Is Target Spot Management Getting Tougher?

Best practices in the field help achieve target spot management.

Growers are reporting more difficulty managing target spot effects on tomatoes. A perennial threat to quality and marketability, target spot (caused by Corynespora cassiicola) now appears to be responding differently to some fungicides.

Perhaps because strobilurin fungicides have been such dependable workhorses for so many years, overuse has contributed to strobilurin resistance in some target spot strains, making management difficult. University of Florida research dating back to 2011 has demonstrated resistance to azoxystrobin.

With any disease-control program, one of the best ways to avoid resistance development is to alternate modes of action during the season. For maximum flexibility in disease-control programs, DuPont Crop Protection has focused on developing single-active-ingredient products. DuPont Fontelis® fungicide (penthiopyrad, FRAC Group 7 fungicide) is an excellent example of that strategy. Fontelis® helps handle the unexpected while guarding against target spot damage. Apply no more than 72 fluid ounces of Fontelis® per acre per crop and alternate with a non-Group 7 fungicide.

Continue to use cultural practices to reduce disease pressure throughout the season. University of Florida IFAS Extension specialists offer these reminders:

  • Use plastic mulch to help control fruit rot development due to Rhizoctonia and Phytophthora infections. Staking plants helps minimize losses from fruit rot damage.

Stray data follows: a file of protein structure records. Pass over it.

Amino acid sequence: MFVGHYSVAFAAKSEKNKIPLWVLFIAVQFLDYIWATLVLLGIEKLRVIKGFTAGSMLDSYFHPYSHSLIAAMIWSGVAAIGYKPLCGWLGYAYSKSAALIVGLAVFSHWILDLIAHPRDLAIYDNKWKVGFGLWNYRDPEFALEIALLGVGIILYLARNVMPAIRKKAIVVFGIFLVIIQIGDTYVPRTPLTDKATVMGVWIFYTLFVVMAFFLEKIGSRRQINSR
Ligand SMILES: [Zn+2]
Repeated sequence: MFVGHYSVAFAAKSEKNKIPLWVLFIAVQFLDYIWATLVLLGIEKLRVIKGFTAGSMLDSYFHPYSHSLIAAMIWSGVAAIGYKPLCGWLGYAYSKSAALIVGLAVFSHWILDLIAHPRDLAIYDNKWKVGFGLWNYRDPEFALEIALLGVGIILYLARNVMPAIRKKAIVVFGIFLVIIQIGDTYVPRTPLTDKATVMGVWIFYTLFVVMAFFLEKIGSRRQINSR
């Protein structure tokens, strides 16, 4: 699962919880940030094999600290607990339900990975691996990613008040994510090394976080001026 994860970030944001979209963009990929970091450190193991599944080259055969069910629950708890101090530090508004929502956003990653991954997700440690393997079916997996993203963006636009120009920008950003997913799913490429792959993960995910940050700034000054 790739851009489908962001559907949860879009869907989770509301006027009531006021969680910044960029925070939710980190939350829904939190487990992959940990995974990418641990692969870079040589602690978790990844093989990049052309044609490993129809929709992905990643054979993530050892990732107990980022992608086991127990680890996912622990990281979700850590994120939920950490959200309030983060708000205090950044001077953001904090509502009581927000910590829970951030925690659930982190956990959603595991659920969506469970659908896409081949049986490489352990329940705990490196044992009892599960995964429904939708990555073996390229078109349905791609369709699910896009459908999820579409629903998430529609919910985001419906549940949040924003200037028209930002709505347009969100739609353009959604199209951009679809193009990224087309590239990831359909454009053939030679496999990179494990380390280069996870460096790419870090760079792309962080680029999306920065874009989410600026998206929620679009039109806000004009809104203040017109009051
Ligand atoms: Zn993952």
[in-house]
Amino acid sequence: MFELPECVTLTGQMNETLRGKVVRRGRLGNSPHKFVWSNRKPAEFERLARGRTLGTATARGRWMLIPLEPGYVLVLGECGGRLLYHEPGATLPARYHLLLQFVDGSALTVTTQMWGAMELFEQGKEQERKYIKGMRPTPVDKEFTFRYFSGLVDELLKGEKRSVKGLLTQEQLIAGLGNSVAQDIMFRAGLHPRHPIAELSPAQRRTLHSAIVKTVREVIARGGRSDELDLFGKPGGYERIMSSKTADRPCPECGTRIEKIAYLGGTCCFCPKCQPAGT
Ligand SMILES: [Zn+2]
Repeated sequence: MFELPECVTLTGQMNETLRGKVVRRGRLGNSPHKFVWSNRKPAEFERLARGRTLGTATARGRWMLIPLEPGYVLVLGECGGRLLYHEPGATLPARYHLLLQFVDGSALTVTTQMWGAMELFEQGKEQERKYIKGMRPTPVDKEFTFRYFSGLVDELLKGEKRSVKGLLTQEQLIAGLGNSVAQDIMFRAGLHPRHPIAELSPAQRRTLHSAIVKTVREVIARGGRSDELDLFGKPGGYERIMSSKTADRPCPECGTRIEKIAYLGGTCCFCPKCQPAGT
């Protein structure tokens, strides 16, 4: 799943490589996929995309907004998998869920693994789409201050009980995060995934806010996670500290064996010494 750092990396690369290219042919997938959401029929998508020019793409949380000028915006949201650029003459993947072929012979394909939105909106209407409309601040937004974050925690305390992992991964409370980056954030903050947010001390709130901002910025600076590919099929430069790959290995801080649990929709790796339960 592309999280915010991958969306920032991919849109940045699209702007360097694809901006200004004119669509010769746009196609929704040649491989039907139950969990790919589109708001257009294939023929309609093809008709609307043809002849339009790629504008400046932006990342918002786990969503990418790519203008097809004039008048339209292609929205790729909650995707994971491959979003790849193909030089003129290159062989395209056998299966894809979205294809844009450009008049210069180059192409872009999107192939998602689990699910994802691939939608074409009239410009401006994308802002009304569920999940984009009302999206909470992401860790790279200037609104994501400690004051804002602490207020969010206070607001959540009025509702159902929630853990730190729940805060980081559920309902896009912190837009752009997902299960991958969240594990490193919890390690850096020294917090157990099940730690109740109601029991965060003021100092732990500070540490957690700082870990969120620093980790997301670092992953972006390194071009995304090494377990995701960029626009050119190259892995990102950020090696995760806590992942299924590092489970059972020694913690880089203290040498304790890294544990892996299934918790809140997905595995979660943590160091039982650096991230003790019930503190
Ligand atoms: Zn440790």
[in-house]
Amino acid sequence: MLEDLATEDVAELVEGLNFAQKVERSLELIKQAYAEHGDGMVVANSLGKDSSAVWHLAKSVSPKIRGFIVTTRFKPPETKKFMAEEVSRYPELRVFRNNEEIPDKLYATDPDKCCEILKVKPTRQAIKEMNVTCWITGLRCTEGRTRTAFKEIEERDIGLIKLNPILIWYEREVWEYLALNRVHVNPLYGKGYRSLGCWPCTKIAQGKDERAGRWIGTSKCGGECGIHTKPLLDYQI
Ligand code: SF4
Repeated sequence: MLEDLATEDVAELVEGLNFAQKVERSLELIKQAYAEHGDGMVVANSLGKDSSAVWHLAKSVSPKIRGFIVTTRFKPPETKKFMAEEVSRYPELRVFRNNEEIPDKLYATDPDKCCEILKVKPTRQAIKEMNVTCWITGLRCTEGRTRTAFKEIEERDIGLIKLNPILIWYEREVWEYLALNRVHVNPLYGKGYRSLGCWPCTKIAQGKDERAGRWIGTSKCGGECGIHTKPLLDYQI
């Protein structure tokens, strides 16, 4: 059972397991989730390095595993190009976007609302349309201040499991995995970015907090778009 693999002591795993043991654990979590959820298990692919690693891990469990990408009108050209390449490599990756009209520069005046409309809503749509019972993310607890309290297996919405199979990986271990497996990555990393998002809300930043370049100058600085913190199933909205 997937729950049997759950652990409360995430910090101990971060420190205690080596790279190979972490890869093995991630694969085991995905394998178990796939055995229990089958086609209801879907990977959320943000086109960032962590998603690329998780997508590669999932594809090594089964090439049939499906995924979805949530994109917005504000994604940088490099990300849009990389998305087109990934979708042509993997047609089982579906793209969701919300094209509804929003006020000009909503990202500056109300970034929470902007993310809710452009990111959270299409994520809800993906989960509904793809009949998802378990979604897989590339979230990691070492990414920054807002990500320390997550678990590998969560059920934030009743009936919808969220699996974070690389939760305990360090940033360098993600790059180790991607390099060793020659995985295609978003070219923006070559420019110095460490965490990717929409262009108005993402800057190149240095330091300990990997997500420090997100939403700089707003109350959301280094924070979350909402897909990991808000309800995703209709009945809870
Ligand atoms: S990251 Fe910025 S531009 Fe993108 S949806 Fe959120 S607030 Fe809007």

• Use disease-free transplants to avoid early blight, late blight, bacterial spot and key viruses. Planting certified pathogen-free seed can help prevent tomato mosaic and bacterial spot losses.
  • Eliminate volunteer plants and rotate crops to reduce pathogen carryover between seasons.
  • Increase soil pH with lime application, especially on sandy soils. Soil pH in the 6.5 to 7.0 range helps suppress Fusarium wilt.
  • Choose planting date to avoid recurrence of specific disease or to help plan scouting around particular concerns. Cool-weather diseases in the Southeast include late blight, Sclerotinia stem rot and leaf mold. Warm weather is more likely to bring bacterial spot, southern blight, and bacterial wilt.
  • Avoid excessive plant handling, especially when plants are wet.
  • Sanitize stakes and decontaminate equipment before moving to another field.
  • Destroy crop material immediately after harvest to help manage tomato yellow leaf curl virus (TYLCV) by eliminating shelter for whitefly populations.
  • Keep weeds under control during production and the off-season to minimize disease inoculum and insect populations that carry pathogens.

DuPont Fontelis® is not available in all states. See your local DuPont sales representative or retailer for details on availability.
The information provided on this website is for reference only. Always refer to the product labels for complete details and directions for use.